I was seven years old the first time I saw a picture of a bodybuilder. One of my classmates had a copy of the 1978 Guinness Book of World Records. As we rode the noisy bus home from our school in rural northern Alberta, he handed it to me.
"Look at that!"
The book was open to a picture of a guy in what looked to be his underwear, with this caption: "World's most perfectly developed man." I stared at the picture in awe.
Growing up on a farm, I'd seen a lot of physically powerful men with broad backs, Popeye forearms, and barrel chests, which of course this bodybuilder had in exaggerated quantities. What got my attention was his incongruously small, concave waist, with snake-like muscles running across it. I'd never seen a midsection like that. Where I grew up, the strongest men had thick waists that grew rounder as they got older, a product of the massive home-cooked meals that fueled the grueling physical labor they performed.
Then and there, I decided I would somehow, someday, look like that man with the memorable physique and unpronounceable name.
That was 31 years ago, but I remember it like it was yesterday. The biggest difference between then and now is the fact I'm joined by millions of people chasing that chiseled waistline. You couldn't possibly count all the gyms, all the infomercial products, all the websites offering you the roadmap to ripped abs.
Beyond the gadgets are the endless articles on functional core training. Don't get me wrong; I'm in favor of functional training. But as a professional bodybuilder, I'm interested in form first, and function second. Go ahead, tell me I'm me vain. I don't mind because it's true. The functional benefits that come with my style of mid-body training are a bonus. I don't care if saying as much mobilizes an army of personal trainers to jump off their balance boards and Bosu balls and come after me with their Bodyblades.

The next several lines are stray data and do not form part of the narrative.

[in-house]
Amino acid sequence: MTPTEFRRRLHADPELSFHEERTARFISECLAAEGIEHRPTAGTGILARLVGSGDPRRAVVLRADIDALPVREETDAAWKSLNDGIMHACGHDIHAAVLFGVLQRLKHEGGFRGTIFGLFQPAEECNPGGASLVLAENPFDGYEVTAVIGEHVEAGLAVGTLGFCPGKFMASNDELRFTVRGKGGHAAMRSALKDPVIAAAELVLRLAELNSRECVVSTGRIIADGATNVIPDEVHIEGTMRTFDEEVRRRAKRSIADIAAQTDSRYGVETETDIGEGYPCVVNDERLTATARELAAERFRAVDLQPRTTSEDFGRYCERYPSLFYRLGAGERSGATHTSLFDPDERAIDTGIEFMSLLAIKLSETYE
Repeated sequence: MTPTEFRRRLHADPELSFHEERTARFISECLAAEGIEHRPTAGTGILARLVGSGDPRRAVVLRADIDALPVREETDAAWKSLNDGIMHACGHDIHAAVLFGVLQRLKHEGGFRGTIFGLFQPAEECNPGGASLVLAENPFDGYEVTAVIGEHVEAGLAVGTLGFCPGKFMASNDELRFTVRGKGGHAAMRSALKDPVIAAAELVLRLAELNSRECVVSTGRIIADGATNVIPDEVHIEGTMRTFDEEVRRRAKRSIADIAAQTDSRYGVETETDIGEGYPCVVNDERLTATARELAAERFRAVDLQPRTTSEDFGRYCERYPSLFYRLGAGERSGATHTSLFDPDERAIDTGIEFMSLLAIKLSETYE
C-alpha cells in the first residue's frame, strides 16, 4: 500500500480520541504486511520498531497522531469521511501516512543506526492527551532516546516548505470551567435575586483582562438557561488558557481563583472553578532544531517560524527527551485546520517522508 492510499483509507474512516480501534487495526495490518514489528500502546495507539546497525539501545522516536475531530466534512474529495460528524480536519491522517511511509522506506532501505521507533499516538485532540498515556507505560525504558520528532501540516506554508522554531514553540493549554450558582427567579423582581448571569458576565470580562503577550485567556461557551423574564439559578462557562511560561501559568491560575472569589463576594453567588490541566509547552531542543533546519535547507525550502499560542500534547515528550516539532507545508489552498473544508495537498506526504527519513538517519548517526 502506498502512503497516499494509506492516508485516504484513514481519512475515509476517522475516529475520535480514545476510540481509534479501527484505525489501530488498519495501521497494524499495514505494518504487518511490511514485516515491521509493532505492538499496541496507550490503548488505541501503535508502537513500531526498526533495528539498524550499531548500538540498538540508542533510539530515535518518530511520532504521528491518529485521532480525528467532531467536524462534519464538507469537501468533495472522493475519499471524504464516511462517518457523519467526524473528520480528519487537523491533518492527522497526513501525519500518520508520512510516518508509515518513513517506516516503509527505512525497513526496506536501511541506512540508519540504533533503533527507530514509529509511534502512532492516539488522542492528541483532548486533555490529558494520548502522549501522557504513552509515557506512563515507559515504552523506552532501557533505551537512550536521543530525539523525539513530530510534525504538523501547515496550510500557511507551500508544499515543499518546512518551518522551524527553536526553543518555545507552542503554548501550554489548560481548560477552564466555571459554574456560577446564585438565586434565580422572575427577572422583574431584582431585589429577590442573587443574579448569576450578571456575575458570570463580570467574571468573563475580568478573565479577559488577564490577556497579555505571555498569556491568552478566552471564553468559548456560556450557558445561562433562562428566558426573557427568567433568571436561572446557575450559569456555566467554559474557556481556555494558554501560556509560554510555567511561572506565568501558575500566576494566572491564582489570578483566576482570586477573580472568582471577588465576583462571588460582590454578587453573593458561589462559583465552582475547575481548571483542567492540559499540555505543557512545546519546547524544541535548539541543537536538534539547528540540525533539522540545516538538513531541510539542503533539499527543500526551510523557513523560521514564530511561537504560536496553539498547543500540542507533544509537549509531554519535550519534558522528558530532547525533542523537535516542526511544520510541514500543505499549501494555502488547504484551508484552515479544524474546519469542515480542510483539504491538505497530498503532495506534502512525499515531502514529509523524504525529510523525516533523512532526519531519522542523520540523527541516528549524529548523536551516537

I'll say it loud and say it proud: I train my abs for show.
Where Form Meets Function
Whether you're training your abs for function or form, you should know how the muscles of your midsection work. Without that knowledge, it's difficult to train them properly and efficiently. This subject is typically covered by people with a lot more letters after their names, so I'll keep it simple.
Your abdominal muscles perform three basic functions:
- The rectus abdominis, the six-pack muscle, works with the obliques to perform spinal flexion, bringing your pelvis and chest closer together.
- The external and internal obliques also act in rotational and twisting motions, but, just as important, they act to prevent twisting when your torso needs to hold a stable position.
- Finally, the internal obliques and transverse abdominis, the innermost abdominal layers, help compress the abdomen and provide support to the midsection against the pull of gravity. In simple terms, these endurance-oriented muscles helps you stand up straight and keep your gut from sticking out.
So when I put together a strategy to achieve maximum abdominal development and clarity, it has to ...
- Work the ab muscles with all three actions – spinal flexion, rotation and anti-rotation, and abdominal compression.
- Train the muscles to maintain an isometric contraction in the ab musculature.